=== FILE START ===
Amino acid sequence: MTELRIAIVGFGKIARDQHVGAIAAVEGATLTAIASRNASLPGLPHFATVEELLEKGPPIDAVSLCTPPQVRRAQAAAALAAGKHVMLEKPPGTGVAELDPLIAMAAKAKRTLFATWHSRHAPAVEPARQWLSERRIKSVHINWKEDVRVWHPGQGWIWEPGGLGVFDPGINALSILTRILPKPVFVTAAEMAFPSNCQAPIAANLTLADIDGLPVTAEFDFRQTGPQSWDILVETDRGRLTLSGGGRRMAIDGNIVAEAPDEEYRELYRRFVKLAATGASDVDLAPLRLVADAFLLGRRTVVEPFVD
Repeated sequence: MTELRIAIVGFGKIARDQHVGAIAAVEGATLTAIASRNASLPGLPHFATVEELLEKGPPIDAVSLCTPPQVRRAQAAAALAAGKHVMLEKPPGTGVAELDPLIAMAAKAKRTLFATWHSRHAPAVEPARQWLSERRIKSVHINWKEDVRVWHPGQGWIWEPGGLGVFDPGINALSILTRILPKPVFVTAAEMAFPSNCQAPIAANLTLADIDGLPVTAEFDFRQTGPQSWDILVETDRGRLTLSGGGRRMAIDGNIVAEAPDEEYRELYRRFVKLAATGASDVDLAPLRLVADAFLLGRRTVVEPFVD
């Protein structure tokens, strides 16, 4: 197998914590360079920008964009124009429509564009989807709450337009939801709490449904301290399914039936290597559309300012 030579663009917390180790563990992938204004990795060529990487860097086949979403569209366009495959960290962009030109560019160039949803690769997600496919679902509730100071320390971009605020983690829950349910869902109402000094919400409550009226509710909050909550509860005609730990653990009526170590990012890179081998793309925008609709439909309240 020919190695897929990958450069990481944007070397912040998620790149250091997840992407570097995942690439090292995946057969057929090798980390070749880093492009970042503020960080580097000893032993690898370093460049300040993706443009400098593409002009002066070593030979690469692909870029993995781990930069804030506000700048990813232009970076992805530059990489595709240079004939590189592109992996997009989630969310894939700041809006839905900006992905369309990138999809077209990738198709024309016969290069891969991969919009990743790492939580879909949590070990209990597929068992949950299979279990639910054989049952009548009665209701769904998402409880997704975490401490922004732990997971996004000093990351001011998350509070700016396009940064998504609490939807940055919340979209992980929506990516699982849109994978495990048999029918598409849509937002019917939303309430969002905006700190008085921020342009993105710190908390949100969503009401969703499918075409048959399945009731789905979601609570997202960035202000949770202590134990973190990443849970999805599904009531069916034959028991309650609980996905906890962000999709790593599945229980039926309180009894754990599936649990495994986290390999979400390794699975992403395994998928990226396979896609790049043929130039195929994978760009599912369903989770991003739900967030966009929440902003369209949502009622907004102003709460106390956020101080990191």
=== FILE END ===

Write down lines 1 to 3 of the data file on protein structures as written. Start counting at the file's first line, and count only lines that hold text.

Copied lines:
Amino acid sequence: MTELRIAIVGFGKIARDQHVGAIAAVEGATLTAIASRNASLPGLPHFATVEELLEKGPPIDAVSLCTPPQVRRAQAAAALAAGKHVMLEKPPGTGVAELDPLIAMAAKAKRTLFATWHSRHAPAVEPARQWLSERRIKSVHINWKEDVRVWHPGQGWIWEPGGLGVFDPGINALSILTRILPKPVFVTAAEMAFPSNCQAPIAANLTLADIDGLPVTAEFDFRQTGPQSWDILVETDRGRLTLSGGGRRMAIDGNIVAEAPDEEYRELYRRFVKLAATGASDVDLAPLRLVADAFLLGRRTVVEPFVD
Repeated sequence: MTELRIAIVGFGKIARDQHVGAIAAVEGATLTAIASRNASLPGLPHFATVEELLEKGPPIDAVSLCTPPQVRRAQAAAALAAGKHVMLEKPPGTGVAELDPLIAMAAKAKRTLFATWHSRHAPAVEPARQWLSERRIKSVHINWKEDVRVWHPGQGWIWEPGGLGVFDPGINALSILTRILPKPVFVTAAEMAFPSNCQAPIAANLTLADIDGLPVTAEFDFRQTGPQSWDILVETDRGRLTLSGGGRRMAIDGNIVAEAPDEEYRELYRRFVKLAATGASDVDLAPLRLVADAFLLGRRTVVEPFVD
């Protein structure tokens, strides 16, 4: 197998914590360079920008964009124009429509564009989807709450337009939801709490449904301290399914039936290597559309300012 030579663009917390180790563990992938204004990795060529990487860097086949979403569209366009495959960290962009030109560019160039949803690769997600496919679902509730100071320390971009605020983690829950349910869902109402000094919400409550009226509710909050909550509860005609730990653990009526170590990012890179081998793309925008609709439909309240 020919190695897929990958450069990481944007070397912040998620790149250091997840992407570097995942690439090292995946057969057929090798980390070749880093492009970042503020960080580097000893032993690898370093460049300040993706443009400098593409002009002066070593030979690469692909870029993995781990930069804030506000700048990813232009970076992805530059990489595709240079004939590189592109992996997009989630969310894939700041809006839905900006992905369309990138999809077209990738198709024309016969290069891969991969919009990743790492939580879909949590070990209990597929068992949950299979279990639910054989049952009548009665209701769904998402409880997704975490401490922004732990997971996004000093990351001011998350509070700016396009940064998504609490939807940055919340979209992980929506990516699982849109994978495990048999029918598409849509937002019917939303309430969002905006700190008085921020342009993105710190908390949100969503009401969703499918075409048959399945009731789905979601609570997202960035202000949770202590134990973190990443849970999805599904009531069916034959028991309650609980996905906890962000999709790593599945229980039926309180009894754990599936649990495994986290390999979400390794699975992403395994998928990226396979896609790049043929130039195929994978760009599912369903989770991003739900967030966009929440902003369209949502009622907004102003709460106390956020101080990191």